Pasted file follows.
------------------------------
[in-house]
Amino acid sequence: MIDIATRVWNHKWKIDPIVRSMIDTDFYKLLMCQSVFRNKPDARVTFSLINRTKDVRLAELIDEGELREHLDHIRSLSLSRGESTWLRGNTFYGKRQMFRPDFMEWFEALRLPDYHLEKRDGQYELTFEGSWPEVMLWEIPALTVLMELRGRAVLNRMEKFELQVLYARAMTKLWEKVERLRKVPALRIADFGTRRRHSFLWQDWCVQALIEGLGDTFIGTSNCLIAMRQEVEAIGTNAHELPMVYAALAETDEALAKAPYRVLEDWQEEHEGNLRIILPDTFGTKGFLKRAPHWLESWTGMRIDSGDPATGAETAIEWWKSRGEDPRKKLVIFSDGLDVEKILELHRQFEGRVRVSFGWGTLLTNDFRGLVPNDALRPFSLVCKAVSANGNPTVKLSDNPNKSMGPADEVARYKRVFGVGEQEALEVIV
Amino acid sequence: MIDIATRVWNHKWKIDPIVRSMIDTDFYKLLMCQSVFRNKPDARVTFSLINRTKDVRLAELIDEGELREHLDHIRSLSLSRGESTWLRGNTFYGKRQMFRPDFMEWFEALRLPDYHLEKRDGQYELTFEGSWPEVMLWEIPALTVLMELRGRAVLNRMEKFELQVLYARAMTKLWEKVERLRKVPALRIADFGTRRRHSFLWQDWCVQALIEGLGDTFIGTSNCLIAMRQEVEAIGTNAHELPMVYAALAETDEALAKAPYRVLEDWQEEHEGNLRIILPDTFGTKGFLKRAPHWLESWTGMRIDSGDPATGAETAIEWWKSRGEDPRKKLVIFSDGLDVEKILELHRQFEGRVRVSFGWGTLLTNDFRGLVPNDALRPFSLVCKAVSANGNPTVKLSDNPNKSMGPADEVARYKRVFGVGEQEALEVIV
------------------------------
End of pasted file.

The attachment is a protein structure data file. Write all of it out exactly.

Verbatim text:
[in-house]
Amino acid sequence: MIDIATRVWNHKWKIDPIVRSMIDTDFYKLLMCQSVFRNKPDARVTFSLINRTKDVRLAELIDEGELREHLDHIRSLSLSRGESTWLRGNTFYGKRQMFRPDFMEWFEALRLPDYHLEKRDGQYELTFEGSWPEVMLWEIPALTVLMELRGRAVLNRMEKFELQVLYARAMTKLWEKVERLRKVPALRIADFGTRRRHSFLWQDWCVQALIEGLGDTFIGTSNCLIAMRQEVEAIGTNAHELPMVYAALAETDEALAKAPYRVLEDWQEEHEGNLRIILPDTFGTKGFLKRAPHWLESWTGMRIDSGDPATGAETAIEWWKSRGEDPRKKLVIFSDGLDVEKILELHRQFEGRVRVSFGWGTLLTNDFRGLVPNDALRPFSLVCKAVSANGNPTVKLSDNPNKSMGPADEVARYKRVFGVGEQEALEVIV
Amino acid sequence: MIDIATRVWNHKWKIDPIVRSMIDTDFYKLLMCQSVFRNKPDARVTFSLINRTKDVRLAELIDEGELREHLDHIRSLSLSRGESTWLRGNTFYGKRQMFRPDFMEWFEALRLPDYHLEKRDGQYELTFEGSWPEVMLWEIPALTVLMELRGRAVLNRMEKFELQVLYARAMTKLWEKVERLRKVPALRIADFGTRRRHSFLWQDWCVQALIEGLGDTFIGTSNCLIAMRQEVEAIGTNAHELPMVYAALAETDEALAKAPYRVLEDWQEEHEGNLRIILPDTFGTKGFLKRAPHWLESWTGMRIDSGDPATGAETAIEWWKSRGEDPRKKLVIFSDGLDVEKILELHRQFEGRVRVSFGWGTLLTNDFRGLVPNDALRPFSLVCKAVSANGNPTVKLSDNPNKSMGPADEVARYKRVFGVGEQEALEVIV